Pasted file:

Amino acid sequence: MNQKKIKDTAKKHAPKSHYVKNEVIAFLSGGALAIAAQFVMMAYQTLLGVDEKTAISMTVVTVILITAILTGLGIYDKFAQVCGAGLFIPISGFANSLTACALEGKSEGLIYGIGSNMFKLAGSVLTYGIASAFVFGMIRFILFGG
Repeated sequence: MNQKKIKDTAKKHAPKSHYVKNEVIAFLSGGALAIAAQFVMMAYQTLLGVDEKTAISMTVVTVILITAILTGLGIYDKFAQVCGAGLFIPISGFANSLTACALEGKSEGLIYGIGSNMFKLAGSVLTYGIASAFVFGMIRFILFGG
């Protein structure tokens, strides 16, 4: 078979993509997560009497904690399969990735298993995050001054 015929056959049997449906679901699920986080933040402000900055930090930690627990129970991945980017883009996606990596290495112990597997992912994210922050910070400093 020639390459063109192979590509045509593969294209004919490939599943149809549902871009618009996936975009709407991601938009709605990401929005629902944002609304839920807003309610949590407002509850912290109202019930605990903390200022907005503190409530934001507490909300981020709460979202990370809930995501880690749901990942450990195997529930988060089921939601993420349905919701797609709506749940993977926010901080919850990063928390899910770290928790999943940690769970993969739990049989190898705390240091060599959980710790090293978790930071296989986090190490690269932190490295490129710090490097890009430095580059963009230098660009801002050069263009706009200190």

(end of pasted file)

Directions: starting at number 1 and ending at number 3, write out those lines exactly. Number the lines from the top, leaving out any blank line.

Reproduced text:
Amino acid sequence: MNQKKIKDTAKKHAPKSHYVKNEVIAFLSGGALAIAAQFVMMAYQTLLGVDEKTAISMTVVTVILITAILTGLGIYDKFAQVCGAGLFIPISGFANSLTACALEGKSEGLIYGIGSNMFKLAGSVLTYGIASAFVFGMIRFILFGG
Repeated sequence: MNQKKIKDTAKKHAPKSHYVKNEVIAFLSGGALAIAAQFVMMAYQTLLGVDEKTAISMTVVTVILITAILTGLGIYDKFAQVCGAGLFIPISGFANSLTACALEGKSEGLIYGIGSNMFKLAGSVLTYGIASAFVFGMIRFILFGG
């Protein structure tokens, strides 16, 4: 078979993509997560009497904690399969990735298993995050001054 015929056959049997449906679901699920986080933040402000900055930090930690627990129970991945980017883009996606990596290495112990597997992912994210922050910070400093 020639390459063109192979590509045509593969294209004919490939599943149809549902871009618009996936975009709407991601938009709605990401929005629902944002609304839920807003309610949590407002509850912290109202019930605990903390200022907005503190409530934001507490909300981020709460979202990370809930995501880690749901990942450990195997529930988060089921939601993420349905919701797609709506749940993977926010901080919850990063928390899910770290928790999943940690769970993969739990049989190898705390240091060599959980710790090293978790930071296989986090190490690269932190490295490129710090490097890009430095580059963009230098660009801002050069263009706009200190």